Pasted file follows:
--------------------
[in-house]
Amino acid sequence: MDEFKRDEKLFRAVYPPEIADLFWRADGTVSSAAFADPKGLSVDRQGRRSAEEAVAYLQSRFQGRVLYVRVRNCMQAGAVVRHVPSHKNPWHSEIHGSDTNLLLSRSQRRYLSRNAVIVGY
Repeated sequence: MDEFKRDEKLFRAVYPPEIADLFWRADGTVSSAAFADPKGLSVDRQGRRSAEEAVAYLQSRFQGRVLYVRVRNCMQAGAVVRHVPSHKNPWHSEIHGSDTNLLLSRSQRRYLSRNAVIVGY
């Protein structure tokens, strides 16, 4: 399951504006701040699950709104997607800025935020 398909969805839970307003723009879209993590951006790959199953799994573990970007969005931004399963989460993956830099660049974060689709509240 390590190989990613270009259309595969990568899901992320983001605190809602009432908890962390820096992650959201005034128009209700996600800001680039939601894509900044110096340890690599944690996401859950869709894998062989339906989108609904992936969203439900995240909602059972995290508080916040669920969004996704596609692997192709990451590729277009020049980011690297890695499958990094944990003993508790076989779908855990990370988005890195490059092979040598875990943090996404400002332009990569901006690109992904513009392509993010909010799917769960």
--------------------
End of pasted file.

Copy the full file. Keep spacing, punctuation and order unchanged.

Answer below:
[in-house]
Amino acid sequence: MDEFKRDEKLFRAVYPPEIADLFWRADGTVSSAAFADPKGLSVDRQGRRSAEEAVAYLQSRFQGRVLYVRVRNCMQAGAVVRHVPSHKNPWHSEIHGSDTNLLLSRSQRRYLSRNAVIVGY
Repeated sequence: MDEFKRDEKLFRAVYPPEIADLFWRADGTVSSAAFADPKGLSVDRQGRRSAEEAVAYLQSRFQGRVLYVRVRNCMQAGAVVRHVPSHKNPWHSEIHGSDTNLLLSRSQRRYLSRNAVIVGY
């Protein structure tokens, strides 16, 4: 399951504006701040699950709104997607800025935020 398909969805839970307003723009879209993590951006790959199953799994573990970007969005931004399963989460993956830099660049974060689709509240 390590190989990613270009259309595969990568899901992320983001605190809602009432908890962390820096992650959201005034128009209700996600800001680039939601894509900044110096340890690599944690996401859950869709894998062989339906989108609904992936969203439900995240909602059972995290508080916040669920969004996704596609692997192709990451590729277009020049980011690297890695499958990094944990003993508790076989779908855990990370988005890195490059092979040598875990943090996404400002332009990569901006690109992904513009392509993010909010799917769960």